The so-called “sinner’s prayer” is a popular phenomenon in Protestant circles. It is employed at the conclusion of various denominational revival services in appeals to convince sincere people to “get saved.” It frequently is found as the ending in religious tracts or in books urging folks to “repeat these words from the bottom of your heart.”
The Sinner’s Prayer takes various forms, all of which have the same general thrust. Here is one form of it:
“Heavenly Father, I know that I am a sinner and that I deserve to go to hell. I believe that Jesus Christ died on the cross for my sins. I do now receive him as my Lord and personal Savior. I promise to serve you to the best of my ability. Please save me. In Jesus’ name, Amen.”
The following observations concerning this “prayer” should be carefully considered.
Is the “Sinner’s Prayer” in the New Testament?
The sentiments of this prayer are not found anywhere in the literature of the New Testament as it pertains to the alien sinner’s responsibility under the law of Christ.
A careful study of the conversions in the book of Acts will reveal that in not a single instance is the lost sinner instructed or encouraged to “pray” for his or her salvation.
Rather, those honest souls who longed for redemption were admonished to believe on the Lord (Acts 16:31), repent of their sins and be immersed for the forgiveness of their sins (Acts 2:38; cf. 22:16) in order to enjoy a relationship with Christ (Gal. 3:27) and enter his spiritual body (1 Cor. 12:13).
What about Acts 2:21?
Some claim that Acts 2:21 is a prooftext for the so-called sinner’s prayer. Let’s compare this verse with several others from the same book, the same author.
“And it shall be, that whosoever shall call on the name of the Lord shall be saved (Acts 2:21).
“And Peter said unto them, Repent ye, and be baptized every one of you in the name of Jesus Christ for the forgiveness of your sins; and ye shall receive the gift of the Holy Spirit” (Acts 2:38).
“And now why tarriest thou? arise, and be baptized and wash away thy sins, calling on his name” Acts 22:16).
The claim that Acts 2:21 provides authority for the “sinner’s prayer” is baseless. The “call” contemplated in this passage was fulfilled when penitent sinners surrendered to the terms of the gospel plan of redemption explicitly announced later on the same occasion.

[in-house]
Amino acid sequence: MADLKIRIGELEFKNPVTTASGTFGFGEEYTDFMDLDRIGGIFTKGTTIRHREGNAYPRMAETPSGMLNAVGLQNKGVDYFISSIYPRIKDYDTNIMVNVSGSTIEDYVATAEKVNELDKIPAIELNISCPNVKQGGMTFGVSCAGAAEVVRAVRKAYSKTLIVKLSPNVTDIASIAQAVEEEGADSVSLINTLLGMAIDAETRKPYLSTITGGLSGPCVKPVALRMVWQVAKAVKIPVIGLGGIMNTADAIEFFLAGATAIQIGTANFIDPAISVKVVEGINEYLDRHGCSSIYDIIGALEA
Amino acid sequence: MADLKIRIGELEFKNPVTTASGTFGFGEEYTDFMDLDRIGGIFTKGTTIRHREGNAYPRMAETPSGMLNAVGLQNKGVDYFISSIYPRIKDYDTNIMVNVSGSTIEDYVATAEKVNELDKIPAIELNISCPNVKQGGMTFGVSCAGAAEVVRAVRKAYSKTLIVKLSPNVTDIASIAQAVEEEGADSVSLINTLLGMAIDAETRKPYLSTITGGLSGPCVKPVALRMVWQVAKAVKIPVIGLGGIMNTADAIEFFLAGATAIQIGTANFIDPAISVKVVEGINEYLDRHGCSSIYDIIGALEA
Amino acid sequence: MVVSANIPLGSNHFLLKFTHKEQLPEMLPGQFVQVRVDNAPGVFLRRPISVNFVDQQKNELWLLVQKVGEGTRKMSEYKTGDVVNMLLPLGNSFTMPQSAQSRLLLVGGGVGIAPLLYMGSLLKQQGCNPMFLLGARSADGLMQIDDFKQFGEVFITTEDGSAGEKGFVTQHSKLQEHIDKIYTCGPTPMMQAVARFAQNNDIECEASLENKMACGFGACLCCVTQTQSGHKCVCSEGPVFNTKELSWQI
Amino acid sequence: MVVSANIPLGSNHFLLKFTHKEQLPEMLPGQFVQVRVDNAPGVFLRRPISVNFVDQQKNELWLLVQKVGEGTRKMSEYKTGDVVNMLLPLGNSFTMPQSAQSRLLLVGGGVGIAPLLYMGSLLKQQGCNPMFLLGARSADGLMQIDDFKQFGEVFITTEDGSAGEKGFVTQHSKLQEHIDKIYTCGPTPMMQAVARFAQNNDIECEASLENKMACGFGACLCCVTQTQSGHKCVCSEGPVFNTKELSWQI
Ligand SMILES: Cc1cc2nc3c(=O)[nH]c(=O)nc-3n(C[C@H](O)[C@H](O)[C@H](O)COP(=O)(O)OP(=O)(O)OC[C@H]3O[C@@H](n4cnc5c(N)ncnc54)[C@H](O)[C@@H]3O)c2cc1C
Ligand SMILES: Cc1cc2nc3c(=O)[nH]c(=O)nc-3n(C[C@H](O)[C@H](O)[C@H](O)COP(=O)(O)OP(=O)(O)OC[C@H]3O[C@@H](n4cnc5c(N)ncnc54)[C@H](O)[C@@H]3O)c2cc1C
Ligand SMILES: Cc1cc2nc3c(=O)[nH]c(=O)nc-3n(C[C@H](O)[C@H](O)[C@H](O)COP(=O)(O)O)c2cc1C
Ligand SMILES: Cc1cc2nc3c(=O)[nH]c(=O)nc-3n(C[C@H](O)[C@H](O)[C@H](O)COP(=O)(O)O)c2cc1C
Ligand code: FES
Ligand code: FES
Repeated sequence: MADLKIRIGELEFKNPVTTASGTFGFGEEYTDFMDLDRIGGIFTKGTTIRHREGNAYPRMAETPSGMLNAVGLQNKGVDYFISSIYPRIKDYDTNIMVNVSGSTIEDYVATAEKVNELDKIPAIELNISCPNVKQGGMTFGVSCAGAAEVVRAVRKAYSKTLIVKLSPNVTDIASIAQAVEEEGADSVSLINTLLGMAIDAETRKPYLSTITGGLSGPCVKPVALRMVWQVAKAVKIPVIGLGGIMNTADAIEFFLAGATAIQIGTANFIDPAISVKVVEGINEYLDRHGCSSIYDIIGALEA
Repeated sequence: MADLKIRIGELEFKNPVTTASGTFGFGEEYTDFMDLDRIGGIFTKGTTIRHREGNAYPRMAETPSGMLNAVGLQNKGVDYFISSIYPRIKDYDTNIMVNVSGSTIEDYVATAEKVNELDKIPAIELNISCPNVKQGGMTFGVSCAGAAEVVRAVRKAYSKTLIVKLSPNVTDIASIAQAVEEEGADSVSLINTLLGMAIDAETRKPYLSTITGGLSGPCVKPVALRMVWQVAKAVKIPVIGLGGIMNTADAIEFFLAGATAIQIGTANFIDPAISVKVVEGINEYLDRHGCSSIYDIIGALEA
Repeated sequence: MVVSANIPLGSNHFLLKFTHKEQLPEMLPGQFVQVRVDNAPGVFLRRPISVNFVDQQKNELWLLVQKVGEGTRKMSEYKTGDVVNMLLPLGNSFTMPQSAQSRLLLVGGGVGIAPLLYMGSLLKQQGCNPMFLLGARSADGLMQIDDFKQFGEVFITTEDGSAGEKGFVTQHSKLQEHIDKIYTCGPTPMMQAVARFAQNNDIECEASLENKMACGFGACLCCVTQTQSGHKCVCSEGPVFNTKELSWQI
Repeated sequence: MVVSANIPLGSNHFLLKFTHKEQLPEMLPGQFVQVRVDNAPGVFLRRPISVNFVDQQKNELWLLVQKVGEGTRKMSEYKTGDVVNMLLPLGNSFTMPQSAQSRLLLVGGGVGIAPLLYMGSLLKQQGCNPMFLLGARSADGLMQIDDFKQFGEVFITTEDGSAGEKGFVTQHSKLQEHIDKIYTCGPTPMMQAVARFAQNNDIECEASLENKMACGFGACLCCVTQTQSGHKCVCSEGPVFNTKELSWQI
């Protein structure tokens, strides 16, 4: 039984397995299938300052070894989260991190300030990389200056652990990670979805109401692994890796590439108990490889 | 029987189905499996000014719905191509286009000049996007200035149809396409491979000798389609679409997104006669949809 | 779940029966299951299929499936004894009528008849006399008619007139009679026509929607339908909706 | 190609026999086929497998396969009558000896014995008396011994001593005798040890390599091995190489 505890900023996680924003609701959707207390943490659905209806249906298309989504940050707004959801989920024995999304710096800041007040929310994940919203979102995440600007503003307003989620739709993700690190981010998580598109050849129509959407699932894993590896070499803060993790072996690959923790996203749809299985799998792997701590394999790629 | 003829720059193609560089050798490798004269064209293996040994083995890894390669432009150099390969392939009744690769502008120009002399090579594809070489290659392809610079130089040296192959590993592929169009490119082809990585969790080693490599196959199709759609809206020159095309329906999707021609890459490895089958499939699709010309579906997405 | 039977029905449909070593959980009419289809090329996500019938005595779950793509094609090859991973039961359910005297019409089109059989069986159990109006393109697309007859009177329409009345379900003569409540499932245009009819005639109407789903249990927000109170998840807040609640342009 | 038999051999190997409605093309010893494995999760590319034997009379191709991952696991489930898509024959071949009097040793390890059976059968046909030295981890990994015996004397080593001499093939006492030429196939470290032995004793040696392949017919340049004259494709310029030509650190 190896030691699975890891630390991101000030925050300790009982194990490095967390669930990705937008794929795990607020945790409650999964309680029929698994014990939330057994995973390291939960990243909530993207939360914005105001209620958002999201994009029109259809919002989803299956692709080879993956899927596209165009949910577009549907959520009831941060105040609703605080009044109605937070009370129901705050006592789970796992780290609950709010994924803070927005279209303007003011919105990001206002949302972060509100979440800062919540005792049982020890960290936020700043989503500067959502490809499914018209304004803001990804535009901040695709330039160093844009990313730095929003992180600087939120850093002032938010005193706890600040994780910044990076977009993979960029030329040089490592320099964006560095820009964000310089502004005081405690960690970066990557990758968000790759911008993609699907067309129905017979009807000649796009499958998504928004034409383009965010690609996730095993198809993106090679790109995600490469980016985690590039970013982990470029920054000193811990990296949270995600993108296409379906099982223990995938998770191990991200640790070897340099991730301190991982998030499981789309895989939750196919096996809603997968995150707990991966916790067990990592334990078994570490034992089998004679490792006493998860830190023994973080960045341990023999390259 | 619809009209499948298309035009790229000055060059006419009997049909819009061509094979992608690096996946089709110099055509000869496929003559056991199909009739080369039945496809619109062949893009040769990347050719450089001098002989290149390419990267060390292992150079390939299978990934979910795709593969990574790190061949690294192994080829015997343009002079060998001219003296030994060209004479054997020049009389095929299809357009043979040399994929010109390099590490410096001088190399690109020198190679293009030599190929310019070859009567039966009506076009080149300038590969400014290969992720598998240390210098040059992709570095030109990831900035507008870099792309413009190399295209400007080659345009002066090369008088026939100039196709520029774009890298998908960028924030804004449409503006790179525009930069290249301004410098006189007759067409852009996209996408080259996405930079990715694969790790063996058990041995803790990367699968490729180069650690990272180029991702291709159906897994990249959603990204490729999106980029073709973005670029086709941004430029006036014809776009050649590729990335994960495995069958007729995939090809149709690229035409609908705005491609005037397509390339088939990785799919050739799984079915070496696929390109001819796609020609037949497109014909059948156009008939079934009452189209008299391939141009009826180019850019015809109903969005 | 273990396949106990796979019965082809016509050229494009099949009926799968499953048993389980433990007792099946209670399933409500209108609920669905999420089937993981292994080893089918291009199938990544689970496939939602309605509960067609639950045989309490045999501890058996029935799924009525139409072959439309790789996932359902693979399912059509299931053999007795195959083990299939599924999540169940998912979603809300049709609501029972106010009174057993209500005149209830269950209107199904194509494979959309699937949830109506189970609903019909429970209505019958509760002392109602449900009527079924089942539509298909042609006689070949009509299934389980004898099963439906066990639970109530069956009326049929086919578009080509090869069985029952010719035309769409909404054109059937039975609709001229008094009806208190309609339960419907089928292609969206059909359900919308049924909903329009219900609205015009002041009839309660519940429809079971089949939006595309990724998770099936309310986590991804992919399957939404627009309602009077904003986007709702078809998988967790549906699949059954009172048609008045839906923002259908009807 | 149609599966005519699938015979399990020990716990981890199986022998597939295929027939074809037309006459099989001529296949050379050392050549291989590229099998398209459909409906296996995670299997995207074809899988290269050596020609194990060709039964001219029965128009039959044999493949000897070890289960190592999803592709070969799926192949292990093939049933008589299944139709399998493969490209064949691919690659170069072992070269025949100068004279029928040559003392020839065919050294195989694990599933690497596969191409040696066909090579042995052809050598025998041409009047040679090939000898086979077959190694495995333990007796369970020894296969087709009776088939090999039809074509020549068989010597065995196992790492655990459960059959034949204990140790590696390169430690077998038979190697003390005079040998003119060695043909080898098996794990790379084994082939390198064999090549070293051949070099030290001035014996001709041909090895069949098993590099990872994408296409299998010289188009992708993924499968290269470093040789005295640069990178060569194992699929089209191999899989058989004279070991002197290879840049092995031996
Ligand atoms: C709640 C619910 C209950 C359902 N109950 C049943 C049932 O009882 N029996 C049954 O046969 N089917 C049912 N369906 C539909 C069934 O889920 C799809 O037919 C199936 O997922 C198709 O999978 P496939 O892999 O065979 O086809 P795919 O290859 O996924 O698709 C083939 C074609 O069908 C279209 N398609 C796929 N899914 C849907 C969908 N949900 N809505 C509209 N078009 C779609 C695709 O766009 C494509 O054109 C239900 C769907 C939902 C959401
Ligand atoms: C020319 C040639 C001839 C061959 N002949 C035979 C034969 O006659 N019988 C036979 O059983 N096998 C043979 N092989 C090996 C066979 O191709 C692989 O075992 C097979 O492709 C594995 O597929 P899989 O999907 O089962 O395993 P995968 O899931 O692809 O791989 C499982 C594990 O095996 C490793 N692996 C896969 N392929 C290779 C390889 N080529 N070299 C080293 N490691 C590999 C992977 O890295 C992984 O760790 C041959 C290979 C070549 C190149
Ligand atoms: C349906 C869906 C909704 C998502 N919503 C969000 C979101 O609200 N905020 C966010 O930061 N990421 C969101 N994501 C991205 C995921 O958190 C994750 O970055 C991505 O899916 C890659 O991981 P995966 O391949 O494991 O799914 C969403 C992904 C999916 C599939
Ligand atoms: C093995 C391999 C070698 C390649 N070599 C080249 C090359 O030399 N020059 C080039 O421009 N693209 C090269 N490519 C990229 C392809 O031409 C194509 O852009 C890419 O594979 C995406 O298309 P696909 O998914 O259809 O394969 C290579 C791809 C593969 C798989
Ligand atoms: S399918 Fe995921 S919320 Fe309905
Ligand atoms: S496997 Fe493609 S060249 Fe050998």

The “forgiveness of sins” (Acts 2:38) is the equivalent of “saved” (Acts 2:21). Accordingly, the “call” of verse Acts 2:21 is obviously a generic term which embraces the “repent ... and be immersed” which was commanded of believers in verse Acts 2:38.
Moreover, this calling-obedience connection is further established in Acts 22:16. Note that the very act of submitting to the Lord’s command to be immersed is the manifestation of “calling” on his name.
Saying “Lord, Lord” Is Not Enough
Scripture elsewhere makes it very clear that the mere act of calling out the Lord’s name in an attempt to access divine mercy in the absence of obedience is an exercise in futility.
“Not everyone who says unto me, Lord, Lord, shall enter into the kingdom of heaven; but he who does [present tense—persistently does] the will of my Father who is in heaven” (Mt. 7:21).
Again, the Savior pointedly inquired:
“And why do you call me, Lord, Lord, and do not the things that I say?” (Lk. 6:46).
Prayer Is for the Child of God
Prayer is an avenue of communication between a “child of God” and his heavenly Father. The model prayer begins: “Our Father in heaven” (Mt. 6:9). One becomes a child of the Father by means of the born-again process (Jn. 3:3-5), not by praying.
Saul’s Prayers Did Not Save Him
Saul of Tarsus prayed for three days after arriving in the city of Damascus, yet his sins were not washed away until he was immersed in water in obedience to the divine command (Acts 9:11; 22:16). If there ever was a case of the “sinner’s prayer” being exercised, surely this was it. Yet his prayers did not avail in removing his sins.
Where Did the “Sinner’s Prayer” Come From?
The sinner’s prayer model probably evolved in some form or another in the early days of the Protestant Reformation movement, as a misguided reaction against the Roman Catholic dogma of justification by means of meritorious works.
For example, Jacobus Faber (c. 1450-1536), who has been called “the father of the French reformation” (though he never formally left the Catholic Church), wrote a commentary on the epistles of Paul in 1512. This was five years before Luther’s break with the Roman Church in Germany. In this volume, Faber argued that justification is obtained through faith without works (see McClintock & Strong 1969, p. 441).
Later, rebelling against the “merit works” system of Romanism, Luther would contend that salvation is on the basis of “faith alone.” According to one biographer, Luther exclaimed:
“I, Doctor Martin Luther, unworthy herald of the gospel of our Lord Jesus Christ, confess this article, that faith alone without works justifies before God” (D’Aubigne 1955, p. 56).
So convinced was Luther of this proposition that, when producing his own translation of the New Testament, he altered the text of Romans 3:28 to read: “a man is justified by faith only.” The word “only” is not in any Greek manuscript available. Luther even rejected the divine origin of the book of James because of its emphasis on “works” in addition to faith.
To believe, therefore, that a sinner may be justified from sin, by simply praying the sinner’s prayer as a substitute for obedience to the plan of salvation, is to labor under a delusion that is void of biblical support.
Undoubtedly, many who offer the sinner’s prayer are exceedingly sincere. Sincerity alone, however, is unavailing (Prov. 14:12; Acts 23:1; 26:9).
See our article on the The New Birth: Its Necessity And Composition.